Belarus officials say restoring relations with EU is important, but not pressing
Lithuanian Foreign Minister Linas Linkevičius is scheduled to meet with Belarusian President Lukashenko in late October to hand him an invitation to the Eastern Partnership Summit in Vilnius.
Belarus is interested in restoring Belarus-EU relations to compensate for growing pressure from the Kremlin. Nevertheless, deeper integration with the EU within the Eastern Partnership Programme is not Belarus’ foreign policy priority. In the short and mid-term, Belarus’ actions will be governed by Eurasian Integration agreements with Russia and Kazakhstan.
It was once a rule of thumb that as Russia increased its pressure on Belarus, the latter would increase its diplomatic efforts in Western policy. And by doing so, Belarusian leadership would mitigate claims from Russia or maintain the level of Russian subsidies.
However, recently Belarus has been unable to use the ‘European integration’ factor in order to blackmail Russia. Back in 2010 Belarus made its choice in favour of Eurasian Integration by signing official documents to establish the Eurasian Union.
Since 2011, several attempts have been made by the E.U. to normalize Belarus-EU relations. In H2 2011, the Polish EU Presidency advocated the renewal of a dialogue between Minsk and Brussels. However, Belarus did not yield to pressure and refused to fulfill the basic EU requirement, i.e. the release of political prisoners. Yet in 2008 Belarus had met this requirement, which was enough to resume Belarus-EU relations. In addition, back in September 2011, Belarusian diplomats made a demarche by refusing to participate in the Warsaw Eastern Partnership Summit, deliberately straining Polish-Belarusian relations.
The Lithuanian EU Presidency has also not seen significant changes in Belarusian-European relations, although Lithuanian leaders’ policy vis-à-vis Belarus has been more cautious. In general, E.U. efforts have left room for manoeuvre and for Lukashenko to save face.
However, at a press conference last week with Russian journalists, Lukashenko said that Belarus was not negotiating with the European Union ‘because no one wants to talk to us anyway’.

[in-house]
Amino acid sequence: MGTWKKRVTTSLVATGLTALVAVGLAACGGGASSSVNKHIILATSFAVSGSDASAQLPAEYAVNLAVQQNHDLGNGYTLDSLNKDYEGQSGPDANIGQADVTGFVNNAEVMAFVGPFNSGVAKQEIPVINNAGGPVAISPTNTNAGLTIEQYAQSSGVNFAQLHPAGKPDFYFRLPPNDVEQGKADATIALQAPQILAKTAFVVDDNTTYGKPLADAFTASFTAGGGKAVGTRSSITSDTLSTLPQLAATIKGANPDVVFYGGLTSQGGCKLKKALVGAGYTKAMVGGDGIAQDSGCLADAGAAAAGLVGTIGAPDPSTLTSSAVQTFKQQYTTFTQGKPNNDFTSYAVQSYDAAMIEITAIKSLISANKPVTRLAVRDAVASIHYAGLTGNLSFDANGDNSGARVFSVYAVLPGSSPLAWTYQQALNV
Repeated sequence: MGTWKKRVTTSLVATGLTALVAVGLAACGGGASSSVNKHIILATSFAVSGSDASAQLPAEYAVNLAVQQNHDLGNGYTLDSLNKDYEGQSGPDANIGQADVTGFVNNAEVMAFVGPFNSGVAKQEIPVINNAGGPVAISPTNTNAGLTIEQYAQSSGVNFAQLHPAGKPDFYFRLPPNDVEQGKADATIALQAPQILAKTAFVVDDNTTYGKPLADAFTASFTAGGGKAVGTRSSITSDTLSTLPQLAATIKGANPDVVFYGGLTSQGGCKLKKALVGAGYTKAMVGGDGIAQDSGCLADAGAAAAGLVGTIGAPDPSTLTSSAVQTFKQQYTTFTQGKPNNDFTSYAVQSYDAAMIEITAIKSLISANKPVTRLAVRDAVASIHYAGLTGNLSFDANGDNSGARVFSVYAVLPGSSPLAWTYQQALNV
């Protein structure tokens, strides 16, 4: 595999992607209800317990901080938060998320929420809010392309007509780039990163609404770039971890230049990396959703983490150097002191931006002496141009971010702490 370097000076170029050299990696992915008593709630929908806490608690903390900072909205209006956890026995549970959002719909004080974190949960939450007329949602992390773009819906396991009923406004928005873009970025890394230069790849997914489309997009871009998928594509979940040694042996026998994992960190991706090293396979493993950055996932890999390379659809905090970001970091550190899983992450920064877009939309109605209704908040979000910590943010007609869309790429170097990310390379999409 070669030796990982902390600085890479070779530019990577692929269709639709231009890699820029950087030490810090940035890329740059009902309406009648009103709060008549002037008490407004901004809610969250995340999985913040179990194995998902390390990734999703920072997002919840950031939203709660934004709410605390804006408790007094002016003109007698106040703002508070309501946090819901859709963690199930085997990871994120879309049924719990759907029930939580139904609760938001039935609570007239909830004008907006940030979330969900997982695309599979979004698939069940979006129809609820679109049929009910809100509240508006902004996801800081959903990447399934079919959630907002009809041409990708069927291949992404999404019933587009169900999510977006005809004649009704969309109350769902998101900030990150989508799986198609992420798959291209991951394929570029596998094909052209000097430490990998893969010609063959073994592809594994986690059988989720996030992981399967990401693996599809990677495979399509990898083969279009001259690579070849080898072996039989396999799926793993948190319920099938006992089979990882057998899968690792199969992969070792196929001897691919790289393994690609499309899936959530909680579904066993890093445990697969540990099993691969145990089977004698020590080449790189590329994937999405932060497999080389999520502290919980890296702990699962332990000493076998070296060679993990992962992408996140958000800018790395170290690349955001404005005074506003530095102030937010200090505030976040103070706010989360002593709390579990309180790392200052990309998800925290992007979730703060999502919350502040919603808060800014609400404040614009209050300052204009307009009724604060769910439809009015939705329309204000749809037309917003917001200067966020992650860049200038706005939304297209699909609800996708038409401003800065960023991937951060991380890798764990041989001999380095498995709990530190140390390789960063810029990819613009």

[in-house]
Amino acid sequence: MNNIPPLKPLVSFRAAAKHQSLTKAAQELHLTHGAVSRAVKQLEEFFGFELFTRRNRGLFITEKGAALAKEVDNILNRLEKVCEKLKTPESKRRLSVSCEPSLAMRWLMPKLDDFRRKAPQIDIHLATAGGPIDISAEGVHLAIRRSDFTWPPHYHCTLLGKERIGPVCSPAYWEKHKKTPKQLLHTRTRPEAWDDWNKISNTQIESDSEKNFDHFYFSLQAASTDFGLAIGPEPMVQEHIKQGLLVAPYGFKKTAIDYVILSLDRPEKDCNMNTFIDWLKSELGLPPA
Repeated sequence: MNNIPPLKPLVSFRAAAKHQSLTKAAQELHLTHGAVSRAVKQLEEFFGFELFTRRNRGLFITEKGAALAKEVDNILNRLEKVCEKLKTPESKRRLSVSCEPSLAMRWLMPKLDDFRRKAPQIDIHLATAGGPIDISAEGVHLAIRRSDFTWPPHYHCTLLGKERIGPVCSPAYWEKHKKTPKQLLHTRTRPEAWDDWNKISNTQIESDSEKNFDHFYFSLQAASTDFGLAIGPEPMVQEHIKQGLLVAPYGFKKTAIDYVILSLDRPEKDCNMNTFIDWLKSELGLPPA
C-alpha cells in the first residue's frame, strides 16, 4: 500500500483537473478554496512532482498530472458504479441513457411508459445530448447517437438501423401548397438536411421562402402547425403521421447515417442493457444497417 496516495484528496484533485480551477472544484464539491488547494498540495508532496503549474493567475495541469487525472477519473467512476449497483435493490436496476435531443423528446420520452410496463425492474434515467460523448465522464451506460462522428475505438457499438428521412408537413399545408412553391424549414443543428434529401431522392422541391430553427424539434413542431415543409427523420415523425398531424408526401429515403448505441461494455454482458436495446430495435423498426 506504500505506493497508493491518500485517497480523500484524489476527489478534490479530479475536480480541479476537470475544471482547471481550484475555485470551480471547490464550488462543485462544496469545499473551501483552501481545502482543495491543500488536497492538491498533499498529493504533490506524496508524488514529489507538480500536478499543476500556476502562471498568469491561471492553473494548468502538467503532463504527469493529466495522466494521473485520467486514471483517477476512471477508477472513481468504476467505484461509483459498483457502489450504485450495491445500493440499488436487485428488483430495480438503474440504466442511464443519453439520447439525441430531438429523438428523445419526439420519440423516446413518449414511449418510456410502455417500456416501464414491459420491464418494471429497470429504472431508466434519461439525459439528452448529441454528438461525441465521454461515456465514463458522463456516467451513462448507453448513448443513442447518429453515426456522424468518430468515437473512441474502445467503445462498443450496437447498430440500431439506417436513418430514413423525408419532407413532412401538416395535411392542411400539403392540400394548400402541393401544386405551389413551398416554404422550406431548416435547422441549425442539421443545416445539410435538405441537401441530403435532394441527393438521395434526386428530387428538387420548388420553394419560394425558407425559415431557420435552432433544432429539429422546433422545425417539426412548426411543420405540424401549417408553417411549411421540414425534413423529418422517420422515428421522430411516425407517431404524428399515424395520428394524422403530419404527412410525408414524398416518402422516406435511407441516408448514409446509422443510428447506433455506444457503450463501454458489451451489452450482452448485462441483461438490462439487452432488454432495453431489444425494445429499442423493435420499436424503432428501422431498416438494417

The Belarusian president is unable to resume his ‘pendulum’ policy between the East and the West, which he successfully implemented throughout 2008-2010. Strengthening economic and political ties with Russia have limited Belarus’ opportunities to play on Russo-European contradictions.
Belarus’ interest in the Eastern Partnership Programme has weakened while integration within the Eurasian Union has strengthened. Belarus will continue to ignore the basic EU requirements for the normalization of relations. Even if the Belarusian delegation takes part in the Vilnius Summit, there will be no significant breakthroughs in Belarus-EU relations.
The Belarusian authorities regard the Catholic conference as yet another international event to promote Minsk as a global negotiating platform. Minsk’s proposal to organise a meeting between the Roman-Catholic Church and the Russian Orthodox Church is rather an image-making undertaking than a serious intention. However, the authorities could somewhat extend the opportunities for the Roman-Catholic Church in Belarus due to developing contacts with the Catholic world.
Minsk is attempting to lay out a mosaic from various international religious, political and sportive events to shape a positive image of Belarus for promoting the Helsinki 2.0 idea.
Belarus’ invitation to the head of the Holy See for a meeting with the Patriarch of the Russian Orthodox Church should be regarded as a continuation of her foreign policy efforts in shaping Minsk’s peacekeeping image and enhancing Belarus’ international weight. The Belarusian authorities are aware that their initiative is unlikely to find supporters among the leadership of the Russian Orthodox Church in Moscow. In Russia, isolationist sentiments prevail.
In addition, for domestic audiences, the authorities make up for the lack of tangible economic growth with demonstrations of growth in Minsk’s authority at international level through providing a platform for religious, sportive and other dialogues.